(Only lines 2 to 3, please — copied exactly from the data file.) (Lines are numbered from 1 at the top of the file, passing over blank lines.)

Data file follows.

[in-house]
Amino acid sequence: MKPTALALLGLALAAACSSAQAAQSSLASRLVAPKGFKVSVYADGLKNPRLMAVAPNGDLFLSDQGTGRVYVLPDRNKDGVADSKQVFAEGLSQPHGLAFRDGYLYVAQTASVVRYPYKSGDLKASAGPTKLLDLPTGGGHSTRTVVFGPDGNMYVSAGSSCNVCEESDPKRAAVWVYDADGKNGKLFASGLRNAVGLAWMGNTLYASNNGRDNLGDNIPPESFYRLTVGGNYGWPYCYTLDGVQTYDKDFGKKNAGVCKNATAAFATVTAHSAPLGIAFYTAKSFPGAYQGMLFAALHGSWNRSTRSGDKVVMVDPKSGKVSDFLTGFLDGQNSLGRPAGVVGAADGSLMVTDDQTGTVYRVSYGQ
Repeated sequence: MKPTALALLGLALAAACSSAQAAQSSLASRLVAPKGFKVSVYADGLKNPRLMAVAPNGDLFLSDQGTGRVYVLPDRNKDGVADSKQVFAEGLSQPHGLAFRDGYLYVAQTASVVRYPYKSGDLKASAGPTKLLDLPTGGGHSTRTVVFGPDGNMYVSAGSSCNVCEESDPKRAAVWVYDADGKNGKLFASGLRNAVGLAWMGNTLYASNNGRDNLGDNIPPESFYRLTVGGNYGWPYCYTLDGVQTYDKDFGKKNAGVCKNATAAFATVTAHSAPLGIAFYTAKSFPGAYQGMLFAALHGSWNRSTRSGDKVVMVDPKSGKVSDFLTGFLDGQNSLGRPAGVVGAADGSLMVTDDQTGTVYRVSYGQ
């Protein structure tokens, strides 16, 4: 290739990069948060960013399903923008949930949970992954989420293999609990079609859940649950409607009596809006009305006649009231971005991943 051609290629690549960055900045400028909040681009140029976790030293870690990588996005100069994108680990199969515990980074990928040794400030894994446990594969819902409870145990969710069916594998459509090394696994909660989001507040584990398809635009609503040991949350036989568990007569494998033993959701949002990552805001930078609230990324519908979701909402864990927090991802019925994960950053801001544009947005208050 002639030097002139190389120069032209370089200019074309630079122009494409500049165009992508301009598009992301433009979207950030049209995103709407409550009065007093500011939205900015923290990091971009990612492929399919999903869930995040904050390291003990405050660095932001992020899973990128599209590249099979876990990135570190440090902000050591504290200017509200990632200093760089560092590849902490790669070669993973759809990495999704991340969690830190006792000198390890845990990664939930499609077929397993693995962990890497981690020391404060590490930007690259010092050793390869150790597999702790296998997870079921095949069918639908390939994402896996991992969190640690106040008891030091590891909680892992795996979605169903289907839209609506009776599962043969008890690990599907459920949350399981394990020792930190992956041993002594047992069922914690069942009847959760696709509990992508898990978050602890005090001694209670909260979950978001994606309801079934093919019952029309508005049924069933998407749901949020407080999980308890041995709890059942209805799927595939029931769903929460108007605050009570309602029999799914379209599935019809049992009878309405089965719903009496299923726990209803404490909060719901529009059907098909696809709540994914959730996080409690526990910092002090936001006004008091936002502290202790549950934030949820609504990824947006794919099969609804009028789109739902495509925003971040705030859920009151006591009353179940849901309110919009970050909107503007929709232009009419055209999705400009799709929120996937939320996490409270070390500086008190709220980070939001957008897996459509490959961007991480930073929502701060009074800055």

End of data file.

Amino acid sequence: MKPTALALLGLALAAACSSAQAAQSSLASRLVAPKGFKVSVYADGLKNPRLMAVAPNGDLFLSDQGTGRVYVLPDRNKDGVADSKQVFAEGLSQPHGLAFRDGYLYVAQTASVVRYPYKSGDLKASAGPTKLLDLPTGGGHSTRTVVFGPDGNMYVSAGSSCNVCEESDPKRAAVWVYDADGKNGKLFASGLRNAVGLAWMGNTLYASNNGRDNLGDNIPPESFYRLTVGGNYGWPYCYTLDGVQTYDKDFGKKNAGVCKNATAAFATVTAHSAPLGIAFYTAKSFPGAYQGMLFAALHGSWNRSTRSGDKVVMVDPKSGKVSDFLTGFLDGQNSLGRPAGVVGAADGSLMVTDDQTGTVYRVSYGQ
Repeated sequence: MKPTALALLGLALAAACSSAQAAQSSLASRLVAPKGFKVSVYADGLKNPRLMAVAPNGDLFLSDQGTGRVYVLPDRNKDGVADSKQVFAEGLSQPHGLAFRDGYLYVAQTASVVRYPYKSGDLKASAGPTKLLDLPTGGGHSTRTVVFGPDGNMYVSAGSSCNVCEESDPKRAAVWVYDADGKNGKLFASGLRNAVGLAWMGNTLYASNNGRDNLGDNIPPESFYRLTVGGNYGWPYCYTLDGVQTYDKDFGKKNAGVCKNATAAFATVTAHSAPLGIAFYTAKSFPGAYQGMLFAALHGSWNRSTRSGDKVVMVDPKSGKVSDFLTGFLDGQNSLGRPAGVVGAADGSLMVTDDQTGTVYRVSYGQ